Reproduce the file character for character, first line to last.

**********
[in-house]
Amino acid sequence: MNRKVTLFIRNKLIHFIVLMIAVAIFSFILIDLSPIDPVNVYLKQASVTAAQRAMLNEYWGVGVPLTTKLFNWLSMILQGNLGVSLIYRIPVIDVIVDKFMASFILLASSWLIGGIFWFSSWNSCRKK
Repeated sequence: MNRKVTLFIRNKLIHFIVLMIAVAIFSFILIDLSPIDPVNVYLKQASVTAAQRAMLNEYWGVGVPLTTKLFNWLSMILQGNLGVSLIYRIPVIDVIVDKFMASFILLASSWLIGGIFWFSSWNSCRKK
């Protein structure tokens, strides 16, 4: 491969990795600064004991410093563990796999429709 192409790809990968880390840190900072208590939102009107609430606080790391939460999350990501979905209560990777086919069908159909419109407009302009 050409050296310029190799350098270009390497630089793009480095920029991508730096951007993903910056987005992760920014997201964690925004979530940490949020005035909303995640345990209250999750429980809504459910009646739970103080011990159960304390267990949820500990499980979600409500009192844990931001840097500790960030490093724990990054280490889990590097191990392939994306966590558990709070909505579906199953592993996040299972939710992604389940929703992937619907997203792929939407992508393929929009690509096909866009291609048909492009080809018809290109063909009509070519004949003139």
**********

[in-house]
Amino acid sequence: MNRKVTLFIRNKLIHFIVLMIAVAIFSFILIDLSPIDPVNVYLKQASVTAAQRAMLNEYWGVGVPLTTKLFNWLSMILQGNLGVSLIYRIPVIDVIVDKFMASFILLASSWLIGGIFWFSSWNSCRKK
Repeated sequence: MNRKVTLFIRNKLIHFIVLMIAVAIFSFILIDLSPIDPVNVYLKQASVTAAQRAMLNEYWGVGVPLTTKLFNWLSMILQGNLGVSLIYRIPVIDVIVDKFMASFILLASSWLIGGIFWFSSWNSCRKK
């Protein structure tokens, strides 16, 4: 491969990795600064004991410093563990796999429709 192409790809990968880390840190900072208590939102009107609430606080790391939460999350990501979905209560990777086919069908159909419109407009302009 050409050296310029190799350098270009390497630089793009480095920029991508730096951007993903910056987005992760920014997201964690925004979530940490949020005035909303995640345990209250999750429980809504459910009646739970103080011990159960304390267990949820500990499980979600409500009192844990931001840097500790960030490093724990990054280490889990590097191990392939994306966590558990709070909505579906199953592993996040299972939710992604389940929703992937619907997203792929939407992508393929929009690509096909866009291609048909492009080809018809290109063909009509070519004949003139």